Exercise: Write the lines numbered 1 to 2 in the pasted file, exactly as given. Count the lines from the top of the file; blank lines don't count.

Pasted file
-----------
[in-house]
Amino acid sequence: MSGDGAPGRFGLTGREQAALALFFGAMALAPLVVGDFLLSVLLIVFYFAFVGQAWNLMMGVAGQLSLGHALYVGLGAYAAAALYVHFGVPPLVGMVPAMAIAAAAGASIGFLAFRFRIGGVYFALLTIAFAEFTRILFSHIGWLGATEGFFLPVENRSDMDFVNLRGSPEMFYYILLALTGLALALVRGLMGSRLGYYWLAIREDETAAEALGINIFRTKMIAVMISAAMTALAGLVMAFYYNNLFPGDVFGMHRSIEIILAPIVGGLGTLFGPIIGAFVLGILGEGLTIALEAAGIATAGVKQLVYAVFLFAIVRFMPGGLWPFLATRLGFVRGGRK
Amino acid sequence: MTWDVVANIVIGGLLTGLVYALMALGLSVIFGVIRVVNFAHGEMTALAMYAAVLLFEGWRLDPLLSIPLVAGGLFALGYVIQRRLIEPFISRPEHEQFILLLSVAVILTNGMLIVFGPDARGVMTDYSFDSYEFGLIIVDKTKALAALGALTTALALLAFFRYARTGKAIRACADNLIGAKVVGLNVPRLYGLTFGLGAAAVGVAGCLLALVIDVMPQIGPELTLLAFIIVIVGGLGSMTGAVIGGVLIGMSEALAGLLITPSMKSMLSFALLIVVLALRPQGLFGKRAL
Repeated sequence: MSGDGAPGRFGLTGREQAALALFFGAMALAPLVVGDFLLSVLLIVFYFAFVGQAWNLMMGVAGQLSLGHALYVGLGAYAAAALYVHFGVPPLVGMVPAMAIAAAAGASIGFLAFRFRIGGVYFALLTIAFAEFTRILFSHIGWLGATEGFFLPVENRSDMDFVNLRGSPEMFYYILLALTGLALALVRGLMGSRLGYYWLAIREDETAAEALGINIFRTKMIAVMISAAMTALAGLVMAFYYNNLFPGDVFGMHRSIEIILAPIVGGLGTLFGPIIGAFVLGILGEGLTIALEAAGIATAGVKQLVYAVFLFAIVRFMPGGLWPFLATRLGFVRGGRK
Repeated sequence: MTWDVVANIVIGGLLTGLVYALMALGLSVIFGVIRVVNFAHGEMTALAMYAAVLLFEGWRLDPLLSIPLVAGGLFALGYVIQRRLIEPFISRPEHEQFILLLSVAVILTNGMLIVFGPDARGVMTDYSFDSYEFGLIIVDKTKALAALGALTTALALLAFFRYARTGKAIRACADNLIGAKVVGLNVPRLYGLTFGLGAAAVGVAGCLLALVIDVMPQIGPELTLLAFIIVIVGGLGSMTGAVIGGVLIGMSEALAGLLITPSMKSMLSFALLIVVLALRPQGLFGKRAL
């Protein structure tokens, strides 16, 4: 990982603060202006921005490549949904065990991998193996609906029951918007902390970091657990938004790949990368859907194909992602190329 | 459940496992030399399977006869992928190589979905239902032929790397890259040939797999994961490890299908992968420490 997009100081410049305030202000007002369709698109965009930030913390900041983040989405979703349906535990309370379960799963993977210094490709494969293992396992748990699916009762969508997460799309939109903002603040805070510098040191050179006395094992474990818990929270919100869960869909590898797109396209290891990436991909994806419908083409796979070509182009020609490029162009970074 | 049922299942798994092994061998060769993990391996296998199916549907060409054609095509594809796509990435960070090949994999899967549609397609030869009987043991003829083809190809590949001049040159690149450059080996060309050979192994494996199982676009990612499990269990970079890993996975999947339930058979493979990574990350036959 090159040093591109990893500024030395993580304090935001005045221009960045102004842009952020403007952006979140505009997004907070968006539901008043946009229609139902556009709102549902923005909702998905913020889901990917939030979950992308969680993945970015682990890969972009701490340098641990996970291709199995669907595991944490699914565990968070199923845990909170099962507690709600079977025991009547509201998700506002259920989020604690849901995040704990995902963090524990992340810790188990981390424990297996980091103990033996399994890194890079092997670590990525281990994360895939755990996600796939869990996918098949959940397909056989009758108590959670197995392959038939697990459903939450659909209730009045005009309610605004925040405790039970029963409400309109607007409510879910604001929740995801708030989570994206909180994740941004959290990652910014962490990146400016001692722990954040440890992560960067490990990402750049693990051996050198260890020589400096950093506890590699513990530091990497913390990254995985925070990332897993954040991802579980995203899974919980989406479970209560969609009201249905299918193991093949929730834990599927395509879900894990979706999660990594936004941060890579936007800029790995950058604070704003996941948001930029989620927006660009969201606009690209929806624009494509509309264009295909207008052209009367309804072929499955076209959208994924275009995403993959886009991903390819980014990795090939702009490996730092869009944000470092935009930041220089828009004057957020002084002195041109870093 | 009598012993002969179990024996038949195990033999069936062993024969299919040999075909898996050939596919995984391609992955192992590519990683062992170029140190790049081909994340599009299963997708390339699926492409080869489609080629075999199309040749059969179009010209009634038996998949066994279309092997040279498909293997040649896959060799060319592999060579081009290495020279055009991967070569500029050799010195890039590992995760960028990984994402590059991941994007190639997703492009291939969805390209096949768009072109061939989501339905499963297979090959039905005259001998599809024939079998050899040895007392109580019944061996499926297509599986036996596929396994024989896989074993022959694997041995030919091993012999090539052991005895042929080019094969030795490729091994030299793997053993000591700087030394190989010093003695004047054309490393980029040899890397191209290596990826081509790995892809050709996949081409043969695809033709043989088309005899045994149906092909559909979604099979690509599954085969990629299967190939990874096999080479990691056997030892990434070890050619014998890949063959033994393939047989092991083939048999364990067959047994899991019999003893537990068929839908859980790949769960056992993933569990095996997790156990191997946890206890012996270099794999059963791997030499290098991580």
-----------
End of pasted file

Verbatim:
[in-house]
Amino acid sequence: MSGDGAPGRFGLTGREQAALALFFGAMALAPLVVGDFLLSVLLIVFYFAFVGQAWNLMMGVAGQLSLGHALYVGLGAYAAAALYVHFGVPPLVGMVPAMAIAAAAGASIGFLAFRFRIGGVYFALLTIAFAEFTRILFSHIGWLGATEGFFLPVENRSDMDFVNLRGSPEMFYYILLALTGLALALVRGLMGSRLGYYWLAIREDETAAEALGINIFRTKMIAVMISAAMTALAGLVMAFYYNNLFPGDVFGMHRSIEIILAPIVGGLGTLFGPIIGAFVLGILGEGLTIALEAAGIATAGVKQLVYAVFLFAIVRFMPGGLWPFLATRLGFVRGGRK